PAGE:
Q. You did ride over it when you went back to Richmond? Answer – No, sir, I didn’t ride over it. I went from here to Alexandria, and from there to Richmond.

.Q. Now, you think it would be safe for the C&O Railroad to run its trains over that track at 50 miles an hour? Answer – I say it would be rough track at 50 miles an hour, at that time.

Q. You say it would be rough, but it would be safe? Answer – Yes, sir.

Q. Would a track that has a tendency to break the arch-bar and other things, that you say you think that track would? Answer – We have had arch-bars to break under that kind of track on our tracks at points where it had gotten choppy.

Q. Where is the best place to ride on a train to detect the rough track? Answer – I don’t know. I really think as good place as I know of is in the toilet room, or in a wash room, or in a Pullman car.

Q. How about at the end of a train, on the last car at the end of the car? Answer – you can tell more about it where I spoke of than on the platform.

Q. How about the engine? Answer – It depends on the riding of the engine. Some engines ride much better than others.

Q. Isn’t that a good place to detect whether a track is rough or not? Answer – Yes, sir, that is a very good place.

Q. Well now, if, as a matter of fact, about twenty odd trains go over that track every day, and some of them were passenger trains, running at a high rate of speed, would not you consider that track reasonably safe and not liable to break an arch-bar, if only one arch-bar was broken in a long period of time?

Mr. Browning: I don’t recall that they have submitted that there has been one arch-bar broken in

a long period of time.

The Court: No

Mr. Browning: If they want to go into it ----

Mr. Mackey: We object to it. There is no evidence to support it.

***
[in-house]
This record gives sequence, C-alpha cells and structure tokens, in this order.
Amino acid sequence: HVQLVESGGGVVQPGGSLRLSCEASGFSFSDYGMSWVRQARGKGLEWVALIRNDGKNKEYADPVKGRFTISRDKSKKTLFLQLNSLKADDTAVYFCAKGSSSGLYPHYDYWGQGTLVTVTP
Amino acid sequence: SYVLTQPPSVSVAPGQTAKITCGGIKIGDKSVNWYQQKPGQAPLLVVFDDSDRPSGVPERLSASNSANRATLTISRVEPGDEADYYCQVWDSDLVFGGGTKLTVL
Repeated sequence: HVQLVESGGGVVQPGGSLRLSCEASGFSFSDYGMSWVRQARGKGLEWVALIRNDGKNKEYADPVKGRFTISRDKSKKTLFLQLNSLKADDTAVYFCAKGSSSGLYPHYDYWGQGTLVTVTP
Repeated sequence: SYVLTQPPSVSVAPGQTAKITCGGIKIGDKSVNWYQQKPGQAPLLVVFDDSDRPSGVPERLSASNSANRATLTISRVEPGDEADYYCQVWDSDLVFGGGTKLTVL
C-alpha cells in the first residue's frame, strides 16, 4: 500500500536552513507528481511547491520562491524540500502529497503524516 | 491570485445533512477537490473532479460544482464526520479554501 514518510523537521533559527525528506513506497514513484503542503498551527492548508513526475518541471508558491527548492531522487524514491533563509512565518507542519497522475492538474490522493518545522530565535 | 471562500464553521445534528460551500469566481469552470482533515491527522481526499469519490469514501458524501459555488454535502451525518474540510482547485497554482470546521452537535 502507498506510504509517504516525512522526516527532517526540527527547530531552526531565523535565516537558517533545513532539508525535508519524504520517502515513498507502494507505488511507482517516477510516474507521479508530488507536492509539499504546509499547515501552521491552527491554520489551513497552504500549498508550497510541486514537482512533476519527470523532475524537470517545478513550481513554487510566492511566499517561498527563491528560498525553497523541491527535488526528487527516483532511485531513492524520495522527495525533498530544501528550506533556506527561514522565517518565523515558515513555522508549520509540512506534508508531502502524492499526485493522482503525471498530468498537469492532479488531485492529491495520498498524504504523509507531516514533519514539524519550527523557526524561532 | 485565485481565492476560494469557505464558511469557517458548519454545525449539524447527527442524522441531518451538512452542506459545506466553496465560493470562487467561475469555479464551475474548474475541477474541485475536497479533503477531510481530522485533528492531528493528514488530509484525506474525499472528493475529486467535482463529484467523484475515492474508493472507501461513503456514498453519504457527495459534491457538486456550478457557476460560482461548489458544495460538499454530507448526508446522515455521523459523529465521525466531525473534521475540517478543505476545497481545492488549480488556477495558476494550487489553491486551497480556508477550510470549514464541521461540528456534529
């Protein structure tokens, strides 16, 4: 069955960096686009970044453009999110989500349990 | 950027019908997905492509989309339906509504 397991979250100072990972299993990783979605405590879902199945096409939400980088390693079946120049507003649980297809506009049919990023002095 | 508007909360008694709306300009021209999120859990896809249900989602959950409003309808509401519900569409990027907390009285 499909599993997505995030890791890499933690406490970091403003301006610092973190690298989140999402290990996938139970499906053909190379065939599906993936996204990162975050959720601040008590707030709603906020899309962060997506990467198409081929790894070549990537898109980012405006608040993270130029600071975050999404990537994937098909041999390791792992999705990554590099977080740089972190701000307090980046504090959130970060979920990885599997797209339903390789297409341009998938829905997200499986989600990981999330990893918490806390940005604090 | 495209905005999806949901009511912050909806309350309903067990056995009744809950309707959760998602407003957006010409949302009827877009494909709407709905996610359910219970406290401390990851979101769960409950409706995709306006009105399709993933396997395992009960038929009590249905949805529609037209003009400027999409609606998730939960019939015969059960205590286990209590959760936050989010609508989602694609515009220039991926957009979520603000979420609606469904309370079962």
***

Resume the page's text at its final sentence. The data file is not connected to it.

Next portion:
The Court: I sustain that objection.

By Mr. Keith:

Q. Now, Mr. Meredith, the fact that a great many trains, running at a high rate of speed, go over that track every day, and without any breakage of appliances, so far as there is any evidence before this jury, wouldn’t you consider that, that track was reasonably safe? Answer – I said the track was not a dangerous track.

Q. And not likely to break? Answer – I don’t say it is not likely to break. I say any kind of spring – I didn’t mean to make it big like you were after me awhile ago – I mean that kind of spring does have the effect of breaking up like I saw on that track that day.

Q. Arch-bars break for other reasons, don’t they? In your long experience, did you ever know the holes in a box-bolt, or arch-bar, where it fits at the journal box, to be come worn and break for that reason? Answer – No, I never noticed that.

Q. If the holes in the arch-bar, where the box-bolts went through, if that were worn, wouldn’t it have a tendency to break. Answer – I don’t know whether it would, or not. I have no experience along that line.

Q. Isn’t there a great deal of strain on all the parts of the car – on all the car? Answer – Yes, sir, on tracks such as at Nokesville it is.

Q. Isn’t it true that there is a great deal of strain on all the wheels and appliances on a car loaded heavily with freight and passengers, and one thing another? Answer – Yes, sir, a strain, but nothing like as much as there is on a track like I described. On a smoother track it is not so much strain.

Q. I ask you if you do not admit that, that track was as good as the C&O track? Answer – No, sir.

Q. And you haven’t said so to anybody? Answer – No, sir.